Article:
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The Gospel Coalition Defends Beta Male Pastors

Brett McCracken has made a reappearance into the fray of the Spiritual War within the church after several months of bad pop culture commentary. This time he is white knighting for beta male pastors who have left their congregations hanging out to dry for the last two and a half years. It’s important to note that The Gospel Coalition is a top 5000 website in the United States, according to Similar Web, which is huge. Their audience is legion, and this is a data point which undermines Brett McCracken’s argument against generalized statements critiquing pastors on social media.

In the article Stop Throwing Pastors Under the Bus, Brett McCracken begins by describing the plight as he sees it.

The formula is familiar: a Highly Online Christian takes to social media to put generic “pastors” on blast by unfavorably comparing them to secular thought leaders or politicians who are supposedly more courageous truth tellers.

Perhaps this is a subtle way of calling out William Wolfe and others who have called for accountability on Branch Covidian pastors, like TGC writer, Daniel Darling. This is most likely the underlying context of this article and why it was poorly received on social media.

Few call out their own pastors online. But many employ the imprecise word “pastors” (Every pastor in the world? Every American pastor? A few notable pastors you’re subtweeting?) to advance a narrative of negligent clergy sitting out the culture war.

Often the social media post focuses on a timely front in the culture war and turns it into an indictment on “beta pastors” who are allegedly naive about the issue’s gravity: Wake up, pastor! While you’re trying to winsomely “engage the culture,” the culture is indoctrinating your congregation with _____ [CRT, LGBT+ agendas, woke ideology, and so on]. Quit sitting on the sidelines!

Left-leaning Christians also join the “pastor as punching bag” social media chorus. Their posts similarly indict “pastors” as a vague class, taking them to task for enabling various evils: Pastors have blood on their hands. Their cowardice in staying silent on _____ [racism, Christian nationalism, abuse, AR-15 mass shootings, climate change, and so on] means they have zero moral authority on any issue.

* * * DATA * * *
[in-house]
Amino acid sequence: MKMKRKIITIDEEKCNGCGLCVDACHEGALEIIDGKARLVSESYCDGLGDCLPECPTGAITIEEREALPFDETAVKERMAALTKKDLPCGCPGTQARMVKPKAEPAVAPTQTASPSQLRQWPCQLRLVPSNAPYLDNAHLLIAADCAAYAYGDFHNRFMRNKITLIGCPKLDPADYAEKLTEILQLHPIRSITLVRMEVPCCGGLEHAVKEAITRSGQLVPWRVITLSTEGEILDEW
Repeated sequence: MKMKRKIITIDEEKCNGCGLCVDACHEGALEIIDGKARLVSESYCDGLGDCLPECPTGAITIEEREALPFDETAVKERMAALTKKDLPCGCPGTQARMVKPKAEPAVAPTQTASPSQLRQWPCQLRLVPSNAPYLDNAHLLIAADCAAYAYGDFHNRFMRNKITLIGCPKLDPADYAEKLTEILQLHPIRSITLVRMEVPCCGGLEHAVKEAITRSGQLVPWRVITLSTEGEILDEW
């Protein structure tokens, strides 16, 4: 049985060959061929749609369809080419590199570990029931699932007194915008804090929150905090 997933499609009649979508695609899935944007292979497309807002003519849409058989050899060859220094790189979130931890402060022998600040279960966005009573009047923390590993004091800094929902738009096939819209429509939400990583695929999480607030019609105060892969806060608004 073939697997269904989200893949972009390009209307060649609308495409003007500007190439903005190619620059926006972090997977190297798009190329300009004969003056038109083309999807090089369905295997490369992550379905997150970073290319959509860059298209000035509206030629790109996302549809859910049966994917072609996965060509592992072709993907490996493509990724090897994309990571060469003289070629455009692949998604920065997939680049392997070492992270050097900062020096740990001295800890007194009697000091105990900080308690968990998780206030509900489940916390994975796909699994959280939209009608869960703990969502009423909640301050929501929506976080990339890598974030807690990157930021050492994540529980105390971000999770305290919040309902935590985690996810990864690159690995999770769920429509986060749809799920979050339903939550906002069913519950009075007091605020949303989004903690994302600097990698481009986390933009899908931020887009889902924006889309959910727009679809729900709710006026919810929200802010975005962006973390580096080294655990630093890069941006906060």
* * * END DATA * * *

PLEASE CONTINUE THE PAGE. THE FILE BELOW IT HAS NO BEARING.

Brett McCracken attempts to play the umpire calling balls and strikes but makes errant moral equivalency like comparing the topics of climate change and Christian Nationalism with Critical Race Theory and the homosexual/transvestite/pedophile agenda.

Pastors aren’t above criticism. There are some pastors who refrain from speaking up about vital issues out of fear of losing favor with one group or another. There are pressing issues some pastors should speak about more often.

Yet it’s impossible to lump all pastors together and it’s unhelpful to make blanket accusations in cyberspace.

The reason why generalizations are helpful is that they edify a diaspora of believers who are facing the same issue. And as established, The Gospel Coalition has a huge audience; therefore, sweeping generalizations are completely warranted. After all, how many churches refused to close down when the government asked them to? How many churches said no to struggle sessions following the Martyrdom of St. George Floyd?

Much pastor bashing on social media doesn’t jibe with realities on the ground. From what I’ve seen, most pastors are aware and concerned about the pressing social and cultural issues of our day. Most of them are seeking resources to be equipped to address timely topics from the pulpit and in pastoral conversations (“transgenderism” is one of the most-searched-for phrases on The Gospel Coalition’s website).

Yet Highly Online Christians expect pastors to be highly online too. If they don’t see a pastor retweeting the latest “drag queens perform for children” headline, they assume said pastor isn’t aware, doesn’t care, or lacks the courage to speak up. But just because there’s no social media evidence for a pastor’s proactive engagement with a cultural concern, does that mean the pastor (who may have wisely chosen to be off social media) is apathetic or ignorant?

McCracken continues with the example of a pastor preparing a sermon Genesis which will tackle the topic of transgenderism, but this example refutes McCracken’s point. If your pastor is only just now talking about transgenderism, he’s late. Bruce Jenner was 2015, 7 years ago.

But one of the biggest fallacies is that these criticisms are based on social media game or lack thereof. They aren’t. The Gospel Coalition is simply dismissive of the concerns of Christians. This article is meant to sooth the conscious of beta soyboy squish pastors who are their devoted reader base.

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One Response

  1. Beta pastors to their congregants: “the beatings will continue until morale improves!”

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